Starting a new project is always going to be daunting. The keys to a successful initiative aren’t some big secret, but they do require a mindful application of knowledge. Hard work, in other words. Here’s some factors to keep in mind..
- Agreeing to something new is agreeing to change.
The importance of this is difficult to overstate, so we’ll say it again; when you ask someone to agree to something new, you’re asking them to change. Acknowledge that. If you wait until you’ve got everyone’s support, you may never get started in the first place; and if you’re not honest with yourself about what you’re asking, you’re unlikely to convince anyone to go along with your initiative.
- Over-communicate; then communicate some more
Any new endeavor hinges upon successful communication, but communication is hardly an exact science. Having said that, it is still a science, so don’t ignore research-based best practices; communicate often, not just when you need something. Engage in metacommunication. Understand that talking – sending a message – is just one small part of communication; if you’re not listening, you’re not communicating. Learn about your team, listen to their concerns, and be aware of the strong influencers in your group. If the only time you communicate is when you want something, people will (correctly) assume that when your mouth is moving, you’re engaging in politics to serve your own end. Don’t neglect communication, and you can avoid all manner of perils.
- Both Individuals and Organizations are Emotional, and Psychological Entities
Even a highly unified, senior team isn’t a single entity, so much as a diverse array of interlocking agendas, interests, motivations, and – most of all – personalities. If you look at the team as a monoculture, you’re going to make costly mistakes, and risk adding insult to opposition. Take the time to learn the individual members who make up the team, their communication preferences, styles of learning, etc. What’s important to one may not be to another – but you need everybody on the same page if you’re going to get their support.
Visual thinkers like images. Kinaesthetics want to get hands-on with your idea – literally. Auditory learners are going to want to hear you say it, so talk the whole thing through. With careful thought, you can combine these traits, but the important thing is to remember that you’re addressing a group of individuals – if you’ve lost someone, take the time to get them back on board.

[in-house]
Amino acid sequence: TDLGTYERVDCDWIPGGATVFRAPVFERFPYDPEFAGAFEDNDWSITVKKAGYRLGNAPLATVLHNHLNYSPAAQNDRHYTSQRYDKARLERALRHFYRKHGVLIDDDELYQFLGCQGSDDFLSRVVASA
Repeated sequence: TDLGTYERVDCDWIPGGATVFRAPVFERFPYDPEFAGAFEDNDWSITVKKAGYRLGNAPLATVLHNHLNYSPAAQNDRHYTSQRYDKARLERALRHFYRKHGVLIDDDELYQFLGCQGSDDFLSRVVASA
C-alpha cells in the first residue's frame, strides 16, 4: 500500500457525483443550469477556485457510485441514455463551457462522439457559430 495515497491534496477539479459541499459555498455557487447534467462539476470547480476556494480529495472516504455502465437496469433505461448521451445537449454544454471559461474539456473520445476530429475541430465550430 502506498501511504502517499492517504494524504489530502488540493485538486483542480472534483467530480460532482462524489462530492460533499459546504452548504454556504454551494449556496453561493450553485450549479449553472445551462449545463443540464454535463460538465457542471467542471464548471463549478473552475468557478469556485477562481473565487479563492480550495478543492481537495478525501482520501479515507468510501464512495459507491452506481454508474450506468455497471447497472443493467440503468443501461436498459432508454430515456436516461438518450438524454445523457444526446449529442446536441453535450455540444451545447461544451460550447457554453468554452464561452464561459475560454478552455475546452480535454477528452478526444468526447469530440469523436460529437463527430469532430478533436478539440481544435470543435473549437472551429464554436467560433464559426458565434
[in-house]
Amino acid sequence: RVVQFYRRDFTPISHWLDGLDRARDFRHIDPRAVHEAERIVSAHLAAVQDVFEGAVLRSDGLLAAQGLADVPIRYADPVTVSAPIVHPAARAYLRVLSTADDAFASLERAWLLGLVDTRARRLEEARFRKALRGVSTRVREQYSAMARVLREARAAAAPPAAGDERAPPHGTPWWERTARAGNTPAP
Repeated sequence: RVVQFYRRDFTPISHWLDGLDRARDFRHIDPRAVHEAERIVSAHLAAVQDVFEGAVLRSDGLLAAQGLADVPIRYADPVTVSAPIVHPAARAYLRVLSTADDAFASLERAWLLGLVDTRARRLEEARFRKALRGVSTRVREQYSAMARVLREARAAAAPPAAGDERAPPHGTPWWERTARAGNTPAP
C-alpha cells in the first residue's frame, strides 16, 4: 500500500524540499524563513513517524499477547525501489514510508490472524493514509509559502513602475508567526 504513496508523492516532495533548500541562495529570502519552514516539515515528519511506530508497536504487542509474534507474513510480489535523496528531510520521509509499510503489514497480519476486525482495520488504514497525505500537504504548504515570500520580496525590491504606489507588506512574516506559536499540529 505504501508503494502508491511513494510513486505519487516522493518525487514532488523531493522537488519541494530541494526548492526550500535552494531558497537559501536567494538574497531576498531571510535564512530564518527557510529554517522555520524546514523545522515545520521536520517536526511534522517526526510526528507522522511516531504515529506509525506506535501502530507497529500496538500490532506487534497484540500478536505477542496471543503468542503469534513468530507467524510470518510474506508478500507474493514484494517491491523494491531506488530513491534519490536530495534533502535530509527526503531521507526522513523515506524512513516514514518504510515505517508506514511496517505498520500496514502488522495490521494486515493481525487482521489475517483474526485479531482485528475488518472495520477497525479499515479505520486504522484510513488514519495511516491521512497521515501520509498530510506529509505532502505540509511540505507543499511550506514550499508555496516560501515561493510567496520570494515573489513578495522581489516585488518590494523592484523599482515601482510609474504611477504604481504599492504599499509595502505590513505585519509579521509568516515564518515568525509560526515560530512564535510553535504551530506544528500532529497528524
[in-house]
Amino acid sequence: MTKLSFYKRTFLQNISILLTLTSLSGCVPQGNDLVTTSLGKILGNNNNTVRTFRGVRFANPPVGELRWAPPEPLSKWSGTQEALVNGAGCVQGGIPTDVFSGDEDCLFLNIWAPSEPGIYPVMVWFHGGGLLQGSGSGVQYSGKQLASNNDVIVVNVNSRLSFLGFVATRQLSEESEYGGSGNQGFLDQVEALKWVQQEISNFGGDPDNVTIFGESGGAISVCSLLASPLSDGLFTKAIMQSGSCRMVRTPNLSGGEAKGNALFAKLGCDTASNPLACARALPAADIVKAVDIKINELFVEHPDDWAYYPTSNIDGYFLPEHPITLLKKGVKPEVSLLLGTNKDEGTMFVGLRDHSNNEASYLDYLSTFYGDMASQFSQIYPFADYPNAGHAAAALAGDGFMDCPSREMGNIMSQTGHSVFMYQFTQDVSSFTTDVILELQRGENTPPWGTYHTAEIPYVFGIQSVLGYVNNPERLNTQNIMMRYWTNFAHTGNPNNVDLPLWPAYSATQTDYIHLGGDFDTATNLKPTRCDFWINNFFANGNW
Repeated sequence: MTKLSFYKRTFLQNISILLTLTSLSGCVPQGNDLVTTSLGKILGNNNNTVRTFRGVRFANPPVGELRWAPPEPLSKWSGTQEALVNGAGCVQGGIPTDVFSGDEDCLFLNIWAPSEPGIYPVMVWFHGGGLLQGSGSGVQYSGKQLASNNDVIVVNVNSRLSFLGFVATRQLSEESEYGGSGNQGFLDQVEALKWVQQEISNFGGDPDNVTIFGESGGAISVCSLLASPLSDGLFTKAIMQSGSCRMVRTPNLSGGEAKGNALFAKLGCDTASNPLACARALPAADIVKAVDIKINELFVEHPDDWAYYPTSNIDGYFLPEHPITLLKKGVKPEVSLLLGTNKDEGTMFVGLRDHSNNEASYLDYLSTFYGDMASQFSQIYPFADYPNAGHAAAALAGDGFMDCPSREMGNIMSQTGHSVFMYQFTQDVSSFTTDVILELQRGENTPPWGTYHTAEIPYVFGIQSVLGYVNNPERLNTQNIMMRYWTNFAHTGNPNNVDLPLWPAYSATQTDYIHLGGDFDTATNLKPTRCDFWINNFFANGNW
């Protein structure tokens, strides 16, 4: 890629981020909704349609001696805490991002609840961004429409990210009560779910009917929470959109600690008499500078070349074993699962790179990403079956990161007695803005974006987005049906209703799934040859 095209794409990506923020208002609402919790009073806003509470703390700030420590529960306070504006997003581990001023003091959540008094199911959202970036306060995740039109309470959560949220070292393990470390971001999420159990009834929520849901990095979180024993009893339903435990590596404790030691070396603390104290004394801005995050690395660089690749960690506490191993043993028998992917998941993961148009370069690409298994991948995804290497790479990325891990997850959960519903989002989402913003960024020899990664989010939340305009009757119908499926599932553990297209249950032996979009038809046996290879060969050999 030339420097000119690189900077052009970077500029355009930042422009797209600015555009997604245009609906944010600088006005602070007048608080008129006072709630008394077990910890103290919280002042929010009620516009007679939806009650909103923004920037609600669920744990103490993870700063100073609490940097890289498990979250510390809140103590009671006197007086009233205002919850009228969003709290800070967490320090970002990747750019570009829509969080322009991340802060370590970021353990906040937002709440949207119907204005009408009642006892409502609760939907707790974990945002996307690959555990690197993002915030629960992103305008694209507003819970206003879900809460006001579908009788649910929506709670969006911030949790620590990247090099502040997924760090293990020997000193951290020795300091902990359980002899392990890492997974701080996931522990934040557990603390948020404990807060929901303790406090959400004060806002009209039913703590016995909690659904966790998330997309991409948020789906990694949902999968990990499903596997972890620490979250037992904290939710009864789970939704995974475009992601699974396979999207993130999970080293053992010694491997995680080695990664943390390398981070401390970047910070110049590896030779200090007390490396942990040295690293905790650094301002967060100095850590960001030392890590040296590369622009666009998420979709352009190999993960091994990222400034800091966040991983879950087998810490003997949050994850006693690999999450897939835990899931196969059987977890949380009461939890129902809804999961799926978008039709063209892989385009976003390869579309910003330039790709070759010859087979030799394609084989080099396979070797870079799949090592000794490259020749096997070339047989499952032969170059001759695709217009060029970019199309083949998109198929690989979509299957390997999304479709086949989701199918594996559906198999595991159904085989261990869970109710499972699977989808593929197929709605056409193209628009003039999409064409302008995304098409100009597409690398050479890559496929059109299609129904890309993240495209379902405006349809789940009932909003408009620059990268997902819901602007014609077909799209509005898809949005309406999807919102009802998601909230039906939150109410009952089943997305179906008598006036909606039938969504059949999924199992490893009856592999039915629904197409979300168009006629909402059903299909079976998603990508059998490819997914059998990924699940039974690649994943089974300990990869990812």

- Change Requires Conflict
Change is scary, and comes with many barriers. And those exist for good reason – sticking with something that works has some powerful evolutionary forces behind it; you’re literally asking someone to go against millennia of instincts. Accept that it’s hard, and accept that there’s going to be some conflict. But don’t accept that it has to be a fight.
Positively reframing a conflict as a collaboration can be an incredibly powerful tool for shaping your discussion. Keep tabs on your own levels of assertiveness, argumentativeness, and cooperativeness, and you can navigate the creative tension necessary to initiate change.
- Decision-Making is a Multi-Faceted Process
When you understand the ways that people arrive at decisions, you’ll have better luck gaining understanding, which can turn into compliance. But you must understand the decision-making style of the different contributors if you want to have success in gaining their support. Engage creative individuals by involving them in the design process of your idea – weave fragments of their suggestions into your language when bouncing ideas back and forth.
Getting your initiative off the ground can be a tricky balancing act, but if you keep these keys in mind, you can turn your opposition into your support.